Provincial Medical and Surgical Journal (Later British Medical Journal)
1850; s1-14: 531
R. U. WEST
Sir - I am somewhat interested by the account in your last Journal of a case of "projecting coccyx."
In February, 1845, I attended a case which very much resembled the one quoted. The woman had previously had many children, (I had attended her seven times myself,) and had always had particularly easy labours; but on this occasion I felt the os coccygis projecting far forward. The labour went on with the usual rapidity until the head came in contact with this unusually prominent bone, when I found that it could advance no further. The pains speedily became very severe, but without any effect. I tried in vain to force back the obstruction with my fingers, and at the end of an hour I was beginning to wonder what I should do, for I thought that, if I applied the forceps I should only be making the head of the child overcome a resistance which would be better overcome by other means, when I heard a loud snap; the bone had broken, and the head was expelled at once. The child was uninjured, but the head was indented.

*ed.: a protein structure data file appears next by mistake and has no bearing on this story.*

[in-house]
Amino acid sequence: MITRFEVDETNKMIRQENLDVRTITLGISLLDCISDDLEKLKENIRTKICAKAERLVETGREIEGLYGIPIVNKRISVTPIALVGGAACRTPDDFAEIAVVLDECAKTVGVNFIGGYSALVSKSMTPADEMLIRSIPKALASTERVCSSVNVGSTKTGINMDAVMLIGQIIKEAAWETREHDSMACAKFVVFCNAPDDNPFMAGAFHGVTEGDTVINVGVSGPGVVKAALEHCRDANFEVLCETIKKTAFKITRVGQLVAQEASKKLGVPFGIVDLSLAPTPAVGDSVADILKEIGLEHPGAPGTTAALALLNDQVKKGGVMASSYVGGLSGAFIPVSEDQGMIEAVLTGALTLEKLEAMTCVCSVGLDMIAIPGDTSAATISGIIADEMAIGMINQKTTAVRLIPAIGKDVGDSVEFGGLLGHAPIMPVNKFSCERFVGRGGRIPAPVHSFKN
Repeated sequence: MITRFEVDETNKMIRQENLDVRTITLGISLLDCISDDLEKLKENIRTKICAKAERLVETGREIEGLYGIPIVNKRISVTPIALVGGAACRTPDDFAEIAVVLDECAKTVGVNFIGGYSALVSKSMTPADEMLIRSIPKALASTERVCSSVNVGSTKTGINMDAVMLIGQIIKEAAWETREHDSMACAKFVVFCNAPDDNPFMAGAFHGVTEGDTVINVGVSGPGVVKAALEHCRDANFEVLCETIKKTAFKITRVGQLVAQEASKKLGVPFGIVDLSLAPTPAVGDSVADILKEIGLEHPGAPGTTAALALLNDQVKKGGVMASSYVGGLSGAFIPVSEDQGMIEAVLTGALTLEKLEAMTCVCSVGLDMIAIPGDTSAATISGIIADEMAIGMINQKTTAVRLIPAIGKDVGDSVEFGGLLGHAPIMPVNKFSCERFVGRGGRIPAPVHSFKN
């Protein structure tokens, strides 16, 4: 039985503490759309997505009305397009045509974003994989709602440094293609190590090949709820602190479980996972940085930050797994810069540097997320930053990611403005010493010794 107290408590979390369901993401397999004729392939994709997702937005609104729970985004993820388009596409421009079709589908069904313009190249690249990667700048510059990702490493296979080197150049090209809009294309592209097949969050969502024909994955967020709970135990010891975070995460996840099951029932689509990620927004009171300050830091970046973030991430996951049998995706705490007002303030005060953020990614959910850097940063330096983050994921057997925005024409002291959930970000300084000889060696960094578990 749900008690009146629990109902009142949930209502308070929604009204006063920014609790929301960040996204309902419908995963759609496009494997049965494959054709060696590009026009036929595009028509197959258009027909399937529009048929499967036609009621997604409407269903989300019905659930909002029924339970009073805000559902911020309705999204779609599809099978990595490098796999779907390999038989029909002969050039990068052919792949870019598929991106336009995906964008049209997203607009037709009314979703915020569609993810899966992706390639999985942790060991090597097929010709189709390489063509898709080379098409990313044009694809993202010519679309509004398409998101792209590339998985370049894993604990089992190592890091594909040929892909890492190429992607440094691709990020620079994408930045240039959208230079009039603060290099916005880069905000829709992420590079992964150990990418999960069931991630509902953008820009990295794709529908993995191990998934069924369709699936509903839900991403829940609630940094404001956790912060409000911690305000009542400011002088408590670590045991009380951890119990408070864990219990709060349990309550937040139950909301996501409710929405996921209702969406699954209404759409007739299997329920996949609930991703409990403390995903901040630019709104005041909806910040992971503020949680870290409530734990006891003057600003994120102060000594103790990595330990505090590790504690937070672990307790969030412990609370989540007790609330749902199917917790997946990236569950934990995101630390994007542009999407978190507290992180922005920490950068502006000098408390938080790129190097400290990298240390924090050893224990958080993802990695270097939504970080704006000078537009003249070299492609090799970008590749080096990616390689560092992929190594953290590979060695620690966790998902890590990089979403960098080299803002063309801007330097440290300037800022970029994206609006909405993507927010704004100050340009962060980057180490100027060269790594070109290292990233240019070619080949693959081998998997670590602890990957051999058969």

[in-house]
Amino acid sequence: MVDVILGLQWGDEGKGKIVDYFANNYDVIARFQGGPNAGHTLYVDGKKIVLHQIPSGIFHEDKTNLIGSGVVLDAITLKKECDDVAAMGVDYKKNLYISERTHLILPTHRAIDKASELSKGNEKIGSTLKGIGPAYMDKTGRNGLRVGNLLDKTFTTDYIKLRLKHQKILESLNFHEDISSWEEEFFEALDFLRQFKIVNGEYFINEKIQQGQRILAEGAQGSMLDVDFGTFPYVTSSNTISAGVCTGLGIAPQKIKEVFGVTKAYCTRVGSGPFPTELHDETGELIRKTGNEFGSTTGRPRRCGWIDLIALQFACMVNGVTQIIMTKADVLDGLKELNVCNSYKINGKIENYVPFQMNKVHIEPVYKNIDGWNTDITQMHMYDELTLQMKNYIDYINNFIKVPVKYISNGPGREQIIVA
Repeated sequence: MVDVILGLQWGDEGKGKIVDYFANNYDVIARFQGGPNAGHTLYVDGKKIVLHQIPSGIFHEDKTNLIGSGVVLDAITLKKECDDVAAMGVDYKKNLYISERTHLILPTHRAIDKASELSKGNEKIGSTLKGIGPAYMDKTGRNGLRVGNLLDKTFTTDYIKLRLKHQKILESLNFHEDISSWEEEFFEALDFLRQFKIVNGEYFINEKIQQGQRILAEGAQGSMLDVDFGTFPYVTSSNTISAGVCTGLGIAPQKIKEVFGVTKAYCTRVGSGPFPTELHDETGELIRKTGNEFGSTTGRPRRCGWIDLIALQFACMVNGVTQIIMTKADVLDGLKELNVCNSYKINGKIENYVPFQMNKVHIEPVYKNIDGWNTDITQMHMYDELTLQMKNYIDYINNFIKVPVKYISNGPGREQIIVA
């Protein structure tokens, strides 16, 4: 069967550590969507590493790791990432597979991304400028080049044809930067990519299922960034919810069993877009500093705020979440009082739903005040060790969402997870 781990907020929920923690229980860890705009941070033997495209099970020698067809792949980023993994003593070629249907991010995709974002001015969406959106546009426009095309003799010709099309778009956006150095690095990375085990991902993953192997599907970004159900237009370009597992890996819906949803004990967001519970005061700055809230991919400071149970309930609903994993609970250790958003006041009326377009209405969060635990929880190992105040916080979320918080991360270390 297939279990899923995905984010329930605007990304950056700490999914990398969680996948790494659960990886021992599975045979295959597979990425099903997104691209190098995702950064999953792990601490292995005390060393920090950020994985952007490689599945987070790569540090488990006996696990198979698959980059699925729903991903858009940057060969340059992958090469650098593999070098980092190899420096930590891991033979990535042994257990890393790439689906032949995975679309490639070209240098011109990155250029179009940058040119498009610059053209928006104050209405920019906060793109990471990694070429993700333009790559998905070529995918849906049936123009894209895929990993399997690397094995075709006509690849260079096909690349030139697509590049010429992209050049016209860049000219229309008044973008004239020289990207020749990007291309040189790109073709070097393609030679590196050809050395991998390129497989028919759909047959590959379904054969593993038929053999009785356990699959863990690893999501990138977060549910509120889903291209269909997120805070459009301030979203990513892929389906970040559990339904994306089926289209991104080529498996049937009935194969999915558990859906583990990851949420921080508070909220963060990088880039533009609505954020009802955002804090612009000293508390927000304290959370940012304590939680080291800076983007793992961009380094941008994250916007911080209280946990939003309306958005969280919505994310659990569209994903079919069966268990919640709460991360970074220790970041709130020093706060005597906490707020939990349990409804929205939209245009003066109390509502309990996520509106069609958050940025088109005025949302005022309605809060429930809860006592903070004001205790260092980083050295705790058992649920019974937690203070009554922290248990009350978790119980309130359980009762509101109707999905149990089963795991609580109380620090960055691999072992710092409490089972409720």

I have attended the woman twice since, viz., in 1846 and 1847. On the former of these two occasions precisely the same condition prevailed, with the same result, though after fewer pains. On the last occasion there was very little trouble; the head was arrested for a short time, but the bone yielded without breaking ; at any rate I heard no snap.
I fancy it would be difficult to imagine the causes which could have led to so unusual a condition of the bony parts of the pelvis, after so many easy and natural labours. The os coccygis must have been anchylosed to the sacrum in its unfavourable position. An absurd idea may suggest itself that my patient had sustained many a kick behind, but on inquiry I could not learn that any kind of injury had ever been inflicted.